A working group that was established to study the return of Gulf Coast passenger rail service told lawmakers it is making significant progress in its efforts, but still has to identify cost estimates and possible funding solutions.
Service along the route between New Orleans and Orlando was suspended after Hurricane Katrina caused severe damage to the region’s railroad infrastructure in 2005.
The absence of service has limited transportation for 20 million annual travelers and 4 million residents, according to the Gulf Coast Working Group, while demand for other Amtrak intercity passenger rail services in the area has increased more than 20 percent.
"The region is ready to restore service, not only because its residents hold fond memories of it, but because it is now an economic necessity,” the group said in its update to Sen. Roger WickerRoger Frederick WickerGOP senator will 'probably' vote for debt limit increase Rep. Tim Ryan becomes latest COVID-19 breakthrough case in Congress Top Republican: General told senators he opposed Afghanistan withdrawal MORE (R-Miss.) and leaders on the House and Senate transportation committees.
The surface transportation bill that lawmakers passed at the end of 2015 created a working group that is required to submit a report to Congress within nine months that suggests a preferred option for restoring service, outlines costs and benefits and identifies potential funding sources.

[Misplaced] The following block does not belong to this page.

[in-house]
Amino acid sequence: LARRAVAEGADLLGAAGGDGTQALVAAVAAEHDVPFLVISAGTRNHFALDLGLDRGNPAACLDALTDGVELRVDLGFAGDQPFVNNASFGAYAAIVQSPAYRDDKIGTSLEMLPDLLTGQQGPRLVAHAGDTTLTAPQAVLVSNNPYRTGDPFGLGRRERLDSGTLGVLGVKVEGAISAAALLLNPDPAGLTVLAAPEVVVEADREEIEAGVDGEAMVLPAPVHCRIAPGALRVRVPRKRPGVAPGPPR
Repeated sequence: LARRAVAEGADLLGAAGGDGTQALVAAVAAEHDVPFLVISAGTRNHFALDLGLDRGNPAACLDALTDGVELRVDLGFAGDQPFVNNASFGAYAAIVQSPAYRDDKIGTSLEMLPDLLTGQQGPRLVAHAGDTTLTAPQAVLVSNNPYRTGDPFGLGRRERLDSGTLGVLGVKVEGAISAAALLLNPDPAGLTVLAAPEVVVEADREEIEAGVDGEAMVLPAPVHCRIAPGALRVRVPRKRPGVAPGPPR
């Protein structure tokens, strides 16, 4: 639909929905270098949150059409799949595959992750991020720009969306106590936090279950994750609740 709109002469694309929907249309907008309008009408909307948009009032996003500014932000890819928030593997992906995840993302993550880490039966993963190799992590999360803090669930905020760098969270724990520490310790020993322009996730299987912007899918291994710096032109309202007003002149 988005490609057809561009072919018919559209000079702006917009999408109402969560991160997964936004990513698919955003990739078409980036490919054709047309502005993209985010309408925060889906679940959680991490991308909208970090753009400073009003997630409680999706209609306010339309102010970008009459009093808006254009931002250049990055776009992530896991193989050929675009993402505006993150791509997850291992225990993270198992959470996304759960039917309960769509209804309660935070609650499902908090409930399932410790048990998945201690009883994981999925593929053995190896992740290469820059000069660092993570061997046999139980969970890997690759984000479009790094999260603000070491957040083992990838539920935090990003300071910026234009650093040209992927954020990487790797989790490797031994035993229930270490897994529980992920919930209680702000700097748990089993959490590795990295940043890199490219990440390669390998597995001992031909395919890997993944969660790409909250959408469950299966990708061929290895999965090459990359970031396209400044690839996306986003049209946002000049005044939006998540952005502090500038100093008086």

A 2008 passenger rail law required Amtrak to come up with a plan for restoring rail service in the region. But the Gulf Coast Working Group is comprised of a wider group of stakeholders — including the Federal Railroad Administration, Southern Rail Commission, CSX, Amtrak, and local transportation departments — and has helped build new momentum for restarting Amtrak service along the Gulf Coast.
The group told lawmakers that it prefers a daily, overnight long-distance train between New Orleans and Orlando that would operate as an extension of the Chicago-to-New Orleans route. It also would support an additional, daily state-supported train operating round-trip between New Orleans and Mobile, Ala.
The group has met twice a month either by teleconference or in person; assessed existing infrastructure and ridership; and “made significant headway on other elements needed to complete the report,” which it expects to finalize sometime this year.
But the group still needs to determine the physical infrastructure needed to support daily passenger service, develop a cost estimate, identify possible funding sources and highlight the benefits and challenges.
“The final report will describe in detail the track, signaling, stations and other infrastructure needed to restore service,” the group said.